Chapter Bright Spots: Proof For Chapter Leaders That Innovation Is Doable

Bright spots provide a doable road map for chapter leaders. They prove that other chapters have followed this approach and found success.

Remember the good old days when kids came home from school waving around (or hiding) report cards? Now, imagine your child’s report card displayed a few A’s, a few B’s, and one F. All you see is the F, right? You immediately go into action mode: maybe you should hire a tutor or take away their PlayStation.

If you’re like most, you switch into this problem-solving mode quite naturally. According to best-selling authors and all-around clever guys, Dan and Chip Heath, we’re wired to focus on problems rather than strengths. This problem-solving mentality usually works well enough—with tutoring, that F can turn into a B—but, in times of change, it’s not the best mindset.

When you look around your chapters, it’s natural to see challenges and problems everywhere. You could spend all day putting out fires and getting caught up in analysis paralysis with so many “priorities.”

We’re going to suggest something different. Right now, you’d do better to focus on bright spots.



A bright spot is something that’s going right. The Heaths describe them as “early glimmers.” Instead of taking a problem-solving approach to change, they suggest you encourage change by finding a bright spot, studying it, and cloning it.

For example, if you have a chapter or two with an unusually high member retention rate, find out what that chapter is doing differently than other chapters, then figure out a way to replicate that behavior in other chapters.

The bright spot approach has been around a while. It’s also called “positive deviance analysis.” Imagine that as a chapter award: Best Positive Deviant of the Year.

Here’s an example shared by the Heaths that illustrates the bright spot approach. In the 1990s, the aid organization Save the Children sent Jerry Sternin to Vietnam to help reduce the number of malnourished children. Conventional wisdom blamed the problem on polluted water, poverty, and ignorance about nutrition and hygiene.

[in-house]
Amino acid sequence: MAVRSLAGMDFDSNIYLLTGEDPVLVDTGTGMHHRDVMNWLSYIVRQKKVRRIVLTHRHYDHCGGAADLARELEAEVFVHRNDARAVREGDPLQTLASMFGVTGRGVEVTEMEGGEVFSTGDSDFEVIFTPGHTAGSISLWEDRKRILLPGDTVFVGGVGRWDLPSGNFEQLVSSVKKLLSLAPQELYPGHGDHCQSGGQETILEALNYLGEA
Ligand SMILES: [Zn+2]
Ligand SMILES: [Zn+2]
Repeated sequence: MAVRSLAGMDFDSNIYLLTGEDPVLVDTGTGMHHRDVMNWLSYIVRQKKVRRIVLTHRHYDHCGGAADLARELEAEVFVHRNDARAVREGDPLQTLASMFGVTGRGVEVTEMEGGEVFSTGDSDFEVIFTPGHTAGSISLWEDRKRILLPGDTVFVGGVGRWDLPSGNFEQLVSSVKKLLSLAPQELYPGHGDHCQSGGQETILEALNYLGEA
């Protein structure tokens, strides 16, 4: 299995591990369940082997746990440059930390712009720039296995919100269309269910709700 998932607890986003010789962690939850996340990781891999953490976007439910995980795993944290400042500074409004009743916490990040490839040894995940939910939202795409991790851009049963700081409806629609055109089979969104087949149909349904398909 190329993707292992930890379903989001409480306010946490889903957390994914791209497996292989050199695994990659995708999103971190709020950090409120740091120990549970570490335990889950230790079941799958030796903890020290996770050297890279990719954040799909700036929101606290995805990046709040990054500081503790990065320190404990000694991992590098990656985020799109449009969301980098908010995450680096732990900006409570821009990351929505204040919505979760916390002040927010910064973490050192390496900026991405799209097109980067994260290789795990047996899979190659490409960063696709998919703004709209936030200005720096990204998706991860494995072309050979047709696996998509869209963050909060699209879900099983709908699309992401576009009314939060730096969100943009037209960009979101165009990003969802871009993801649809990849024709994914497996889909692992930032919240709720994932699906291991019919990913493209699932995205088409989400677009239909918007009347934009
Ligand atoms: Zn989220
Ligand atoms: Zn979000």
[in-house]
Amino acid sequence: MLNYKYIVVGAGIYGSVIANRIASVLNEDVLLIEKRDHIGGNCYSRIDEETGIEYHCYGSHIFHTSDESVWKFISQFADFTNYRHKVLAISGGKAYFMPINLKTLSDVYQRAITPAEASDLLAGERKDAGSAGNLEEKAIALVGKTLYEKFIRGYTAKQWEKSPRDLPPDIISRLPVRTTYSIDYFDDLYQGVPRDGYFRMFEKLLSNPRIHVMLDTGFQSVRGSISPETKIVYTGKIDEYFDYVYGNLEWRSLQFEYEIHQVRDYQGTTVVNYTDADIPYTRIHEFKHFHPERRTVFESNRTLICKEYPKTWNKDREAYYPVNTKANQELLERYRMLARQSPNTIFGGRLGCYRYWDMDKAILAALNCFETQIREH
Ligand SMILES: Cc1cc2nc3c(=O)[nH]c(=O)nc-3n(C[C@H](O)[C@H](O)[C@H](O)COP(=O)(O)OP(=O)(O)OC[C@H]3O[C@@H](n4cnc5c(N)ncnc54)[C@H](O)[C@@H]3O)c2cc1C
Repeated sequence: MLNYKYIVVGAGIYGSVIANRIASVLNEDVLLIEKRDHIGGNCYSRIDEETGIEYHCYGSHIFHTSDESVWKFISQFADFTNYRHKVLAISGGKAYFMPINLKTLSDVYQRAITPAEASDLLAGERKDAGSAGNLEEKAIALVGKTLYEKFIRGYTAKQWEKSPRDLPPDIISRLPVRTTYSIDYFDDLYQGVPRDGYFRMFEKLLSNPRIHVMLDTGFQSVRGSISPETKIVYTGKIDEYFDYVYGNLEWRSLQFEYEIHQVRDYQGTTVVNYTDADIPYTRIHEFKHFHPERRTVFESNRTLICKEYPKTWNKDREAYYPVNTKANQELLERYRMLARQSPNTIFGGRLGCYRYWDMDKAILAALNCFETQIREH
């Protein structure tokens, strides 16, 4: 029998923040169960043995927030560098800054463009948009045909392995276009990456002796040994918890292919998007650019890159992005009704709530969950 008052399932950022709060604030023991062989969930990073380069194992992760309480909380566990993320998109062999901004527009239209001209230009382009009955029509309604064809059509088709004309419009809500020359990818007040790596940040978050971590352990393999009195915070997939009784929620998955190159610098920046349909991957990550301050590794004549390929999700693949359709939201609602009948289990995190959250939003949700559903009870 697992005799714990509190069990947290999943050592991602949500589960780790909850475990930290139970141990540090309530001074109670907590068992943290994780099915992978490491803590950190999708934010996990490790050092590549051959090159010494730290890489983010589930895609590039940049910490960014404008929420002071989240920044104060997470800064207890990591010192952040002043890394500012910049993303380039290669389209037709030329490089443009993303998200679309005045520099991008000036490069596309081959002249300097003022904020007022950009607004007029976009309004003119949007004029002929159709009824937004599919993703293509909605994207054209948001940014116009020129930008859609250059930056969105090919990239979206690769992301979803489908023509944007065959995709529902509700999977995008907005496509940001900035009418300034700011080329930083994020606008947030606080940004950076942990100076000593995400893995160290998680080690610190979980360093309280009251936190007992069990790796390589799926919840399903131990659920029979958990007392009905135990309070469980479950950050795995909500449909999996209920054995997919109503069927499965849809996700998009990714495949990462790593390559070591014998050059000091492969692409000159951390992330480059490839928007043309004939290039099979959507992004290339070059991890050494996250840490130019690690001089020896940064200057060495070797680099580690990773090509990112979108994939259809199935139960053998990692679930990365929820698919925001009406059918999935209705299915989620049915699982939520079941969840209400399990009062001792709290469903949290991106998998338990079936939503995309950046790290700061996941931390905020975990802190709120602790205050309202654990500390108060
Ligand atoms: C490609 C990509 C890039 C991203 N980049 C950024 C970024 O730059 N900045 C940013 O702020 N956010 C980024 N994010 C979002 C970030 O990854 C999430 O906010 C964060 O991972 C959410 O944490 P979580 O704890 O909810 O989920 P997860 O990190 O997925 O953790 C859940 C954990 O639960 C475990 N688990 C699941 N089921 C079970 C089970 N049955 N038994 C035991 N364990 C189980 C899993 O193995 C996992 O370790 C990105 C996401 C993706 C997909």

But, instead of focusing on the problem, Jerry looked for positive deviants (bright spots)—parents with well-nourished kids. What were they doing differently? And, whatever it was, could other parents do it too?

If those parents are receiving funds from wealthier cousins in California, they don’t qualify as a bright spot. Extraordinary resources don’t count, but exceptional behaviors and practices do.

Jerry found six families who followed consistent but rare practices. They served multiple smaller meals a day instead of two big bowls of white rice. They supplemented rice with sweet potato greens and foraged proteins like tiny shrimp and crabs.

These six families were bright spots—beacons of success who demonstrated that the supposedly “impossible” task of solving malnutrition was actually possible for everyone. Jerry and his team arranged for the bright spot mothers to teach their meal practices to families in surrounding villages.



Chapter leaders are overwhelmed right now. In many regions, their sweet spot, in-person meetings, are not happening. They’ve had to change everything about how they operate—governance, networking, and education. They need bright spots not just as a morale boost but as a way forward. Bright spots provide a doable road map. They prove that other chapters have followed this approach and found success, so they can too.